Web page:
Sanitary pad market adjusts to consumer safety concerns

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Sanitary pad market adjusts to consumer safety concerns


Months have passed since test results from a women’s organization sparked concerns over Korean sanitary pads emitting excessive amounts of chemical substances called Volatile Organic Compounds in March.

Since then, there have been notable changes in the market for women’s menstrual goods.

The most visible change in figures is the market rank for sanitary pads. Among the top 5 local manufacturers, Klean Nara was most heavily hit. Its 10 percent market share during this year’s first half plummeted to 0.9 percent between September and October.

Before the controversy, Klean Nara was ranked third in the 400-billion-won market, following leader Yuhan Kimberly and LG Unicharm. The top two remain unchanged despite the VOC scare.

Klean Nara’s sanitary pad Lilian topped the list in terms of VOC emissions according to test results from the women’s advocacy group. This stoked consumer fury, combined with accumulated reviews from users that reported aggravated cramps and a change in menstrual patterns after using the brand.

Currently the company is in the process of refunding Lilian products, which will take place until the end of this year. A lawsuit to compensate 5,300 consumers worth 15.9 billion won is also underway.

However, the legal dispute seems far from reaching a conclusion, with the company citing investigation results from the Ministry of Food and Drug Safety released late September that said that emissions of the 10 most harmful VOCs from top local sanitary pads, including Lilian, did not reach a level that can definitively be called harmful to the human body.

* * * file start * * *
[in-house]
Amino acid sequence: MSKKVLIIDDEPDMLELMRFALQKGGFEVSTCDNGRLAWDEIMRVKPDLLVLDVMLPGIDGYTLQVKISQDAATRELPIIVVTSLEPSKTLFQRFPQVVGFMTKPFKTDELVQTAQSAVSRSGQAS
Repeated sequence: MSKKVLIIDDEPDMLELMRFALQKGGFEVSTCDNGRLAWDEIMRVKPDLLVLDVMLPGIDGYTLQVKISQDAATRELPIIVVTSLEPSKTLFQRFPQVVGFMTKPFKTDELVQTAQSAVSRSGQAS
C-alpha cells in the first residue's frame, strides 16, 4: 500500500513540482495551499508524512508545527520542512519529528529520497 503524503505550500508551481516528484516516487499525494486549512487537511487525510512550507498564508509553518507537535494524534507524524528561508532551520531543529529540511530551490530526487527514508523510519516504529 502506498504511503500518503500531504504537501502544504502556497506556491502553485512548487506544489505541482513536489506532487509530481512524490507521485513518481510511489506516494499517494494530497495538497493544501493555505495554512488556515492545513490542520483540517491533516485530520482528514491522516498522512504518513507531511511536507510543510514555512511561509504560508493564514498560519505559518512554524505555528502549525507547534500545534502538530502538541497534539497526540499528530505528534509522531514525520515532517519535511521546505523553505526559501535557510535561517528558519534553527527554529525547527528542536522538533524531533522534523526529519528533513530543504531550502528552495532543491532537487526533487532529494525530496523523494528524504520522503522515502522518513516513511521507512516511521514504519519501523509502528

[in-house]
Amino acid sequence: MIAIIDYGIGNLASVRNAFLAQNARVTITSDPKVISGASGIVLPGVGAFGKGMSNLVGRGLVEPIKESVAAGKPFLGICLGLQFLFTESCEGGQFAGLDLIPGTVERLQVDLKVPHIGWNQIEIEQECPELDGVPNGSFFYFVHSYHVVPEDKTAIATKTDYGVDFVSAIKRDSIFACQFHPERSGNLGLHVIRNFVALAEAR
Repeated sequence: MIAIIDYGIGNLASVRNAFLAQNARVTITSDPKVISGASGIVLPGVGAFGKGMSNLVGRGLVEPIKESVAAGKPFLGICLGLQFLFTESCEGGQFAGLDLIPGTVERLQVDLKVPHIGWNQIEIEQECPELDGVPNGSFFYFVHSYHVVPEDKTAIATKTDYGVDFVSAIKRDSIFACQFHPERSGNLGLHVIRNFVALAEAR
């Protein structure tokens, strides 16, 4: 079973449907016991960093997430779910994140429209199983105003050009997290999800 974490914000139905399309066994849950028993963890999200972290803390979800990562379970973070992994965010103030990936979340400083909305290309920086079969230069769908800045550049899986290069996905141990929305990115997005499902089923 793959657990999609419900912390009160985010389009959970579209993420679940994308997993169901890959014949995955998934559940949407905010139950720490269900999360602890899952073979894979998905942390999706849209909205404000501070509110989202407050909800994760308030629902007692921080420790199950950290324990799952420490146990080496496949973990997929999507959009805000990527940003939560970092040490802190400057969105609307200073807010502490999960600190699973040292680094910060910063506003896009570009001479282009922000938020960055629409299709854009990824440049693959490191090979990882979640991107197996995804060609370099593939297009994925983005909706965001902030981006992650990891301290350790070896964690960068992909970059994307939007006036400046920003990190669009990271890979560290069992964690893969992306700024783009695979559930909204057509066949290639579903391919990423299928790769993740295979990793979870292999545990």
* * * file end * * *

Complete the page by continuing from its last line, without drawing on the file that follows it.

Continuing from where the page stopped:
Despite official results from the government, consumers don’t seem to be relieved. Some experts say there needs to be more research to understand the long-term effect of VOCs on the human body and to define whether VOCs, among all other chemical substances in sanitary pads, can be the cause of menstrual pattern changes and aggravated cramps.

A survey conducted by the drug ministry in May showed that 80.9 percent of Korean women used disposable sanitary pads. Tampon and menstrual cup users account for a much smaller share of the market, at 10.7 percent and 1.4 percent. This consumption pattern partly explains why the market itself has not collapsed in terms of sales, with players other than Klean Nara stably maintaining their market share.

“I don’t fully believe the ministry’s announcement that domestic sanitary pads are harmless to the human body,” said a 26-year-old office worker surnamed Kim. “But I continue to use local sanitary pads because I don’t have many options. My plan is to shift to menstrual cups in the near future.”

As Kim mentioned, one positive affect of the public debate was that it increased awareness on the safety of women’s menstrual goods. Female consumers’ search for options other than pads sped up the government verification of menstrual cups, eventually permitting them to be mass-distributed this month for the first time in Korean history.

Manufacturers last week launched a joint consultative body alongside the Korea Consumer Agency and the drug ministry to discuss ways to constantly monitor product safety.

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